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Wednesday, 30 May 2012
Page: 6399


Mr CREAN (HothamMinister for Regional Australia, Regional Development and Local Government and Minister for the Arts) (12:14): In relation to the opportunity for food processors to access funding, I would draw the member's attention to the clean energy future initiative that we announced. In terms of assisting industries to make the change to cleaner energy options, there is $150 million in there for food processors alone.

Dr Stone interjecting

The DEPUTY SPEAKER ( Ms K Livermore ): Order! The minister is answering the question.

Mr CREAN: The member has asked a question. I just wish at times that she would sit there and listen to the answer. I would also point out that, whilst it is true that businesses within her electorate have been contracting in terms of numbers, it is not true that some of them have not been expanding their operations. You mentioned Murray Goulburn. Murray Goulburn has expanded its operations into Tasmania. Murray Goulburn is now investing down there, and it is seeing huge growth in the dairy in that state. The member for Lyons has been down there with us when we have visited Smithton with the member for Braddon. We have funded initiatives to support the infrastructure and the training to develop the skill base for this industry, because a company like Murray Goulburn sees the potential in terms of not only dried product and export but also—with the rebound in prices and the global demand for food security—quality, clean nutritious and safe food. They have seen that there is huge potential in all those prime agricultural areas.

We know that these companies are threatened competitively by the high dollar. Therefore there is always going to be a challenge for them to build competitiveness back in by doing things smarter. Inevitably, that means looking at ways in which they do it with fewer people or more technology or more innovation. That is the nature of an economy in transition. Do not pretend it away, and do not pretend you have got a magic cure if you want these businesses to survive. What we have got to do is to get behind them in terms of their competitiveness and back them. And that is what we are doing. We are doing it in a way that actually works with the regions and understands their constraints and understands their challenges.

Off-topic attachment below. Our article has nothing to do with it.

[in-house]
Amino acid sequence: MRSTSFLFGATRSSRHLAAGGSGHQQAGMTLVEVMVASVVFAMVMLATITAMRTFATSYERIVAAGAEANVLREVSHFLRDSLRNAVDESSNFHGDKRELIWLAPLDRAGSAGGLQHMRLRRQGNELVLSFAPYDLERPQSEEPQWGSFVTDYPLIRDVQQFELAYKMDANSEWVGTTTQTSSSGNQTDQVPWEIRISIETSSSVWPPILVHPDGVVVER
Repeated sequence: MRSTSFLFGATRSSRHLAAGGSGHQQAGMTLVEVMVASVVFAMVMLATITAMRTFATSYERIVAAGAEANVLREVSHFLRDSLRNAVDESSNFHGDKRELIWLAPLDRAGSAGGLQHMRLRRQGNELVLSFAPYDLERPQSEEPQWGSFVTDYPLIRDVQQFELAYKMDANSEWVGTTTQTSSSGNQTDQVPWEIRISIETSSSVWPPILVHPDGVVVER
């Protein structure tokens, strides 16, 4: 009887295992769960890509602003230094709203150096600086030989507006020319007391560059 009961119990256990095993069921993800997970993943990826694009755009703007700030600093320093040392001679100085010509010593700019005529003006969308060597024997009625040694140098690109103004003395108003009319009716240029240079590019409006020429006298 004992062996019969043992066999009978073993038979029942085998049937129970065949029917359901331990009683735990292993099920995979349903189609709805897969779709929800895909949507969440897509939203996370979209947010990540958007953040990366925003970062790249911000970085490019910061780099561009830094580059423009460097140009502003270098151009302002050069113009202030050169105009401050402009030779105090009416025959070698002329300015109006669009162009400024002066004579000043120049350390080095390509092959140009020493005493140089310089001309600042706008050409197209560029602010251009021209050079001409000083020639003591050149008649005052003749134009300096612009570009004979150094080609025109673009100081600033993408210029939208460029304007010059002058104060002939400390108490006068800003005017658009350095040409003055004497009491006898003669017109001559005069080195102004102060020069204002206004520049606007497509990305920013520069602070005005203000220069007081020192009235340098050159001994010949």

The member has asked me about the Murray-Darling Basin, and she knows that I have been actively involved in this space too, along with the Minister for Sustainability, Environment, Water, Population and Communities, in really coming to grips with this difficult problem. Everyone you speak to who lives in the basin knows—they all have a different solution to it—that they have got to operate in a more water constrained environment. There are ways in which we can deal with this. One is water buyback but, quite frankly, my preference has always been to try to produce more with less; in other words, get into the efficiency stakes. The regions know that what they have got to do is to actually embrace a water constrained environment, otherwise they will not have any industries. The system will dry up. The minister is now coming in; he can take over in terms of the areas that he has been covering. But I am making the point: there are different ways, other than buyback—ways that are being pursued by him—and there is also the question of the economic diversification in those regions. That is what we are working together on. The member has sat on the committee that has made recommendations. Predominantly all of them have been picked up, and it would be far better if she contributed constructively to this debate rather than just carped from the sidelines.